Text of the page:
Hook Peninsula

When two friends joined UCD’s Archaeology Society, I decided to also going.  Now I hadn’t ever taken an archaeology class, however I liked going on trips, and this club went on them!

I only ever ended up going on one trip to the Hook Peninsula, which is about a two hour drive from Dublin.  It was well worth it — I may not have any background knowledge on archaeology, but no one needs classes on how to enjoy a great view.

Baginbun Head

Templar Church

Churchtown

Hook Tower (Lighthouse)

The Hook Tower is the oldest working lighthouse in Ireland and Great Britain and one of the oldest in the world.  It was built as a ‘beacon for ships’ in the early 13th century, was constructed of local limestone, and the original building survives almost intact. The tower stands just under 36.3m high, and consists of 2 tiers linked by a mural stairway of 115 steps.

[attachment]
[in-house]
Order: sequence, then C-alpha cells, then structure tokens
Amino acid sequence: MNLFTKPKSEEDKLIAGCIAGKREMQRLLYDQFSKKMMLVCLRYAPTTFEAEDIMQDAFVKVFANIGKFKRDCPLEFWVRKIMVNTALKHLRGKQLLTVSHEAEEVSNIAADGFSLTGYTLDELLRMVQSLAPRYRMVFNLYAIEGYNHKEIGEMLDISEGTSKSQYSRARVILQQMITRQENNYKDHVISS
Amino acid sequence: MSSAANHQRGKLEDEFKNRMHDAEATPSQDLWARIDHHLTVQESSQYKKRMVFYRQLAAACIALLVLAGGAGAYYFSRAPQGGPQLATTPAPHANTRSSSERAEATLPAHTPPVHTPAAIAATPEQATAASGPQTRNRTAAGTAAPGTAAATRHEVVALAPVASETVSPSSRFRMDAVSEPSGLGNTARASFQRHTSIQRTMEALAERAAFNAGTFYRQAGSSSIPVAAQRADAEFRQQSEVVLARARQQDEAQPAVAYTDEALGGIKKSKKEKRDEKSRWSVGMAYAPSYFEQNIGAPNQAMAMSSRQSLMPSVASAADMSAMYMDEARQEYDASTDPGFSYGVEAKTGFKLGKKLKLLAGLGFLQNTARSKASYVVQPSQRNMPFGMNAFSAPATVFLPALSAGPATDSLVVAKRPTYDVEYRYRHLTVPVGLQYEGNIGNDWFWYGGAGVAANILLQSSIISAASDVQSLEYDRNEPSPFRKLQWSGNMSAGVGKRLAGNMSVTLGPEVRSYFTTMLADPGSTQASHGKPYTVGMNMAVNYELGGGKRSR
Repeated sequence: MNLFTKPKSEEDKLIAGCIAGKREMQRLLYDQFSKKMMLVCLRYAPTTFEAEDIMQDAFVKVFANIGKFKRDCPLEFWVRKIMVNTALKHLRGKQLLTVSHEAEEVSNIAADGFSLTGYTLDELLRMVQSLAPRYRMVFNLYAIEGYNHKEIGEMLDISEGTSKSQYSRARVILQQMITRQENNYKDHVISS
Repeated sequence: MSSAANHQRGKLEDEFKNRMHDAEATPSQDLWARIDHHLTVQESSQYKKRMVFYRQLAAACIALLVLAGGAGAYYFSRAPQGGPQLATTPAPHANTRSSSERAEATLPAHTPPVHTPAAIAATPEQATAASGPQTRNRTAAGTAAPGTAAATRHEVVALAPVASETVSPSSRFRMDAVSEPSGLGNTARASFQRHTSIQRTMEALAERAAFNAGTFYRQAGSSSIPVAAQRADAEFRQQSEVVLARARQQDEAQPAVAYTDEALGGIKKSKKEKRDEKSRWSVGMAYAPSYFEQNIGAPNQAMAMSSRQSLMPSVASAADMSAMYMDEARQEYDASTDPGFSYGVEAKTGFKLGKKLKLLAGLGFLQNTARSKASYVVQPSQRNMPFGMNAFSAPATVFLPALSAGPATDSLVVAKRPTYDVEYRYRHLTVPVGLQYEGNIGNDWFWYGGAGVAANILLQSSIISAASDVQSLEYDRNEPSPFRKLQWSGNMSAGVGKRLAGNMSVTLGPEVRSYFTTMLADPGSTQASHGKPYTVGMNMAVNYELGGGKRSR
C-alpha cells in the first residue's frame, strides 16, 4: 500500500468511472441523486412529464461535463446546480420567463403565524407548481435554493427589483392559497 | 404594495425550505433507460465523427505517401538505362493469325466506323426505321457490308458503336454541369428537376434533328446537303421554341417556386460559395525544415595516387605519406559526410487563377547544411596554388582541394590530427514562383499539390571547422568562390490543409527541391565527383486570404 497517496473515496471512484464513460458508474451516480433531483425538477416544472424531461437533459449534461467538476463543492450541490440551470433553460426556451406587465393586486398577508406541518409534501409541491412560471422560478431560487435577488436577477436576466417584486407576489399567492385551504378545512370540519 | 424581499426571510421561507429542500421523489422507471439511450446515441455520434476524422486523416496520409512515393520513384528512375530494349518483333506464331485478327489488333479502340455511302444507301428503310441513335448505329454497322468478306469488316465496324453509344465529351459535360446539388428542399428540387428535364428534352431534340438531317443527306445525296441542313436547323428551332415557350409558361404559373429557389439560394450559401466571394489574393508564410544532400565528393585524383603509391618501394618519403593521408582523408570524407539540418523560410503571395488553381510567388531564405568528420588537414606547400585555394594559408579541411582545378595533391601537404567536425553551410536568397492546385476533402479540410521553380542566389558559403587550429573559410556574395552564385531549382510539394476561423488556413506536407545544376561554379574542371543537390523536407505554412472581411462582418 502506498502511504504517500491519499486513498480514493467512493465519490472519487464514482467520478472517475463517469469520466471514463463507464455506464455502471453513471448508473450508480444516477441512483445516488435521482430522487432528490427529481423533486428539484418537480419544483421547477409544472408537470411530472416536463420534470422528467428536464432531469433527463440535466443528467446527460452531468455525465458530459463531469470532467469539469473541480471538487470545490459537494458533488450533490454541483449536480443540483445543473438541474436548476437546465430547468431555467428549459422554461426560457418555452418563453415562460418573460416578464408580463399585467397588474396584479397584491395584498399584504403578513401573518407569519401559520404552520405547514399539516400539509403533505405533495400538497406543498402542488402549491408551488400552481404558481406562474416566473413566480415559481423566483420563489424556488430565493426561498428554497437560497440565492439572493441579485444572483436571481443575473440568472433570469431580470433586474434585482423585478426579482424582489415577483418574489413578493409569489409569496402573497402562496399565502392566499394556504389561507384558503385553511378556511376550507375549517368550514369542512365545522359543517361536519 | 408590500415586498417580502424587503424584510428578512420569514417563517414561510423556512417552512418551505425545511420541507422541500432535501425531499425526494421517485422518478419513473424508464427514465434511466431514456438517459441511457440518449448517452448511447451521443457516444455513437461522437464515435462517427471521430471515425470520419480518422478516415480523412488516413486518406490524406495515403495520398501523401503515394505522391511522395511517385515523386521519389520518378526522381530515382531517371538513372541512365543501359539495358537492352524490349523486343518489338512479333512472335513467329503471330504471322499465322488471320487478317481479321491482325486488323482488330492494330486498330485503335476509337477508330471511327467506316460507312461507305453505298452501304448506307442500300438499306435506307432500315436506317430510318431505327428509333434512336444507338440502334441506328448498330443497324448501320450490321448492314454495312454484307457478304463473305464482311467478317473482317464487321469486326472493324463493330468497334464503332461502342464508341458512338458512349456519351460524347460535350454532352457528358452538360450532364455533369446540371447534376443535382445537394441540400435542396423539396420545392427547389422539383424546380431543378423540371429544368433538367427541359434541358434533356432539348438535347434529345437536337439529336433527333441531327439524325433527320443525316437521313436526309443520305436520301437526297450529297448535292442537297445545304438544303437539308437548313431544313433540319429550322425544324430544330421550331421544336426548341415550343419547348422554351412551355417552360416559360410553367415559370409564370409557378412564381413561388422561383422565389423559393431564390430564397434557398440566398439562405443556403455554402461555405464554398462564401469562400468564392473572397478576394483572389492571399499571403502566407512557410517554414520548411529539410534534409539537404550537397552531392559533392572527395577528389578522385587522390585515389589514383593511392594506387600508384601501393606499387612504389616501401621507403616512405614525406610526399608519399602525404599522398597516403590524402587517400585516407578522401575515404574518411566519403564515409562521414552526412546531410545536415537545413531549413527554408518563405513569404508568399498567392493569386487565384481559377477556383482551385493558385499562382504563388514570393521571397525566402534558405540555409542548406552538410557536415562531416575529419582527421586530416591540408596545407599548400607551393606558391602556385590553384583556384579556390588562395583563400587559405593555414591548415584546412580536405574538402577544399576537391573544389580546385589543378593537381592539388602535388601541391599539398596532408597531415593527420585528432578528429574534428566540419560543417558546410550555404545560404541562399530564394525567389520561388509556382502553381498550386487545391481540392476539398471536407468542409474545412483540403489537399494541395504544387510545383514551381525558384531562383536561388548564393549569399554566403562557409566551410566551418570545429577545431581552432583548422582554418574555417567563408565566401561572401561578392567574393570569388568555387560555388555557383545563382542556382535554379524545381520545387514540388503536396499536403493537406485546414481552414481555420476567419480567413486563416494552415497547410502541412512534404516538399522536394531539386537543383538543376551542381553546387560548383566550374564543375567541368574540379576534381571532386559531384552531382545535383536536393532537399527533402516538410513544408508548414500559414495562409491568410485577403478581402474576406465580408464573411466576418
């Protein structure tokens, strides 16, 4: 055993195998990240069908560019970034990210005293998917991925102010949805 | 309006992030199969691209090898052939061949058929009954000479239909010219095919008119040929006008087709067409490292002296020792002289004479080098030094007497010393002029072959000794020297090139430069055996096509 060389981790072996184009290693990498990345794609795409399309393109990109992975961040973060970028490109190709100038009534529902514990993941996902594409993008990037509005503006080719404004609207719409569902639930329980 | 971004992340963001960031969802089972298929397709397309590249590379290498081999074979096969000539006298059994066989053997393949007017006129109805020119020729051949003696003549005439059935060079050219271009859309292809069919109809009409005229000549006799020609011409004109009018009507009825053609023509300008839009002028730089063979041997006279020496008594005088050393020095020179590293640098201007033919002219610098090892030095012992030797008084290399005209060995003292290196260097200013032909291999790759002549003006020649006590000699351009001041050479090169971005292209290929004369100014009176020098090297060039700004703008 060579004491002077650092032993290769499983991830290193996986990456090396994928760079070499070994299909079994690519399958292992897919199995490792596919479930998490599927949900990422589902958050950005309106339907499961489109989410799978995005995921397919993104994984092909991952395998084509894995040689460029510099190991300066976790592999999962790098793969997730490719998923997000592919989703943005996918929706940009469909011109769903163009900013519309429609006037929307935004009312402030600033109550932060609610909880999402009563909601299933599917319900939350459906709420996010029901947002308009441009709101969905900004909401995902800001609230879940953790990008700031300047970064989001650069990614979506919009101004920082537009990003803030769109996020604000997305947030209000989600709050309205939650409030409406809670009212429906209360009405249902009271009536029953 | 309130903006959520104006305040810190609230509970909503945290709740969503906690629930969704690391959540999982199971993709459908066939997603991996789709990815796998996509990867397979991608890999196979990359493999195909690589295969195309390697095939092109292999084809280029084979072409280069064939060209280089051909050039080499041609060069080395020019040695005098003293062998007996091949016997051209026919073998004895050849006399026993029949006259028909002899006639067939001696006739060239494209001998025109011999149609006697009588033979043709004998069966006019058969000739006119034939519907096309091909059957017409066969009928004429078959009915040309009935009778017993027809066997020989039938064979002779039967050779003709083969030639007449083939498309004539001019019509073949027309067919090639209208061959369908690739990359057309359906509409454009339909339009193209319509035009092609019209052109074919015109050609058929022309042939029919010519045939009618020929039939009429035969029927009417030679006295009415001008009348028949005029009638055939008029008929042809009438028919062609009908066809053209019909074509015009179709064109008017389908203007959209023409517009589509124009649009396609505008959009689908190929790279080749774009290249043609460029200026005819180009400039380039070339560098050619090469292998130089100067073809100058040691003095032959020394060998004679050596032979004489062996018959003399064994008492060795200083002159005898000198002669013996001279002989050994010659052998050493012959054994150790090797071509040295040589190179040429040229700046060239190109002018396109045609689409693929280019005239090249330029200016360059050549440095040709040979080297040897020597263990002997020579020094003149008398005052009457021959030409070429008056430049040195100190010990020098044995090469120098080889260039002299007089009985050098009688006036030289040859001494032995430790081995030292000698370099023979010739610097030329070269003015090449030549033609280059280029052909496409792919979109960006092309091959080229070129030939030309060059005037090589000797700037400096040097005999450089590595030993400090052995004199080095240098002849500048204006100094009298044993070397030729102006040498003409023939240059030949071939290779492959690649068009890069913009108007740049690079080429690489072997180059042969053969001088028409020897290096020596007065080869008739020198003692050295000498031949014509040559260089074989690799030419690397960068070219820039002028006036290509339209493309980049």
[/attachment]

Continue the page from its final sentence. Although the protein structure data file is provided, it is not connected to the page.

At the base of the lighthouse there was a replica of the lightbulb used (which is in actuality 3 times bigger).  The real lightbulb is surrounded by mirrors, which magnifies the 1000 watt bulb to 2 million watts.  The lighthouse requires three such bulbs!

Of course, I most liked the view from the top.
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Cold, but still enjoying the view with my roommate Celsiana

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Also enjoying the rather large anchor outside the lighthouse

Slade Castle

Our next stop was at Slade Castle.  The owner actually did something out of the ordinary at the time. He divided the space and rented it out. People lived in the castle until the 1920s! There were two families on the main floor, two on the second floor and one in the tower. The stairs were added at a later date, to give a family on the second floor a private entrance.

Harrylock Millstone Quarry